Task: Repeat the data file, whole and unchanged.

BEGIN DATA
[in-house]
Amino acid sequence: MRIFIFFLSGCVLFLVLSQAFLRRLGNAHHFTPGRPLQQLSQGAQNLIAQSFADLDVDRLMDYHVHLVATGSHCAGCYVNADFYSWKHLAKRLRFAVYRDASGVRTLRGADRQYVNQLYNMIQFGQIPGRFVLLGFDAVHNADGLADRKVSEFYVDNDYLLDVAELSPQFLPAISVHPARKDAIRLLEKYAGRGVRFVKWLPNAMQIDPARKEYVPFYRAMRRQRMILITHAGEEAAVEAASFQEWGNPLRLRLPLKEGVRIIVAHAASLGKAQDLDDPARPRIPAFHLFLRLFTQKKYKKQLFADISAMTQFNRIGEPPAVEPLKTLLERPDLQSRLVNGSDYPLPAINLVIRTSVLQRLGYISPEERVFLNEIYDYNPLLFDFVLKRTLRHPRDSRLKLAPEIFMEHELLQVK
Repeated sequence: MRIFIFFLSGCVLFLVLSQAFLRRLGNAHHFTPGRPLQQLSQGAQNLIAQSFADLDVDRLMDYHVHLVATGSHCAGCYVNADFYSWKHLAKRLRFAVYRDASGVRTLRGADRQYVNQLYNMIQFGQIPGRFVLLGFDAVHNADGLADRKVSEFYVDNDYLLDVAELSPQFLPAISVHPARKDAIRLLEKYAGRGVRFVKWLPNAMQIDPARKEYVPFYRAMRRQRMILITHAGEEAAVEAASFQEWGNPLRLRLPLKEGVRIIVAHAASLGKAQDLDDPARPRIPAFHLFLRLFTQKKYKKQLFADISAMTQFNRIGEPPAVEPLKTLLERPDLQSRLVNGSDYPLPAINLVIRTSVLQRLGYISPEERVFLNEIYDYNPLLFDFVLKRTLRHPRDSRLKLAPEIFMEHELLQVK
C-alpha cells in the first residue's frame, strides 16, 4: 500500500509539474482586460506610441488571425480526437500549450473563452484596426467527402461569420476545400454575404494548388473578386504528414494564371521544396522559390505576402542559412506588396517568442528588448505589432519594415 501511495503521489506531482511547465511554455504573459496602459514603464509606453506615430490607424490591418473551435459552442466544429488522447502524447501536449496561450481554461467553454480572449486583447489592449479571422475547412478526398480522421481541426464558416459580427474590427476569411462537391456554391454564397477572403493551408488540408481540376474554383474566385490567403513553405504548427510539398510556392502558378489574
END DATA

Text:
[in-house]
Amino acid sequence: MRIFIFFLSGCVLFLVLSQAFLRRLGNAHHFTPGRPLQQLSQGAQNLIAQSFADLDVDRLMDYHVHLVATGSHCAGCYVNADFYSWKHLAKRLRFAVYRDASGVRTLRGADRQYVNQLYNMIQFGQIPGRFVLLGFDAVHNADGLADRKVSEFYVDNDYLLDVAELSPQFLPAISVHPARKDAIRLLEKYAGRGVRFVKWLPNAMQIDPARKEYVPFYRAMRRQRMILITHAGEEAAVEAASFQEWGNPLRLRLPLKEGVRIIVAHAASLGKAQDLDDPARPRIPAFHLFLRLFTQKKYKKQLFADISAMTQFNRIGEPPAVEPLKTLLERPDLQSRLVNGSDYPLPAINLVIRTSVLQRLGYISPEERVFLNEIYDYNPLLFDFVLKRTLRHPRDSRLKLAPEIFMEHELLQVK
Repeated sequence: MRIFIFFLSGCVLFLVLSQAFLRRLGNAHHFTPGRPLQQLSQGAQNLIAQSFADLDVDRLMDYHVHLVATGSHCAGCYVNADFYSWKHLAKRLRFAVYRDASGVRTLRGADRQYVNQLYNMIQFGQIPGRFVLLGFDAVHNADGLADRKVSEFYVDNDYLLDVAELSPQFLPAISVHPARKDAIRLLEKYAGRGVRFVKWLPNAMQIDPARKEYVPFYRAMRRQRMILITHAGEEAAVEAASFQEWGNPLRLRLPLKEGVRIIVAHAASLGKAQDLDDPARPRIPAFHLFLRLFTQKKYKKQLFADISAMTQFNRIGEPPAVEPLKTLLERPDLQSRLVNGSDYPLPAINLVIRTSVLQRLGYISPEERVFLNEIYDYNPLLFDFVLKRTLRHPRDSRLKLAPEIFMEHELLQVK
C-alpha cells in the first residue's frame, strides 16, 4: 500500500509539474482586460506610441488571425480526437500549450473563452484596426467527402461569420476545400454575404494548388473578386504528414494564371521544396522559390505576402542559412506588396517568442528588448505589432519594415 501511495503521489506531482511547465511554455504573459496602459514603464509606453506615430490607424490591418473551435459552442466544429488522447502524447501536449496561450481554461467553454480572449486583447489592449479571422475547412478526398480522421481541426464558416459580427474590427476569411462537391456554391454564397477572403493551408488540408481540376474554383474566385490567403513553405504548427510539398510556392502558378489574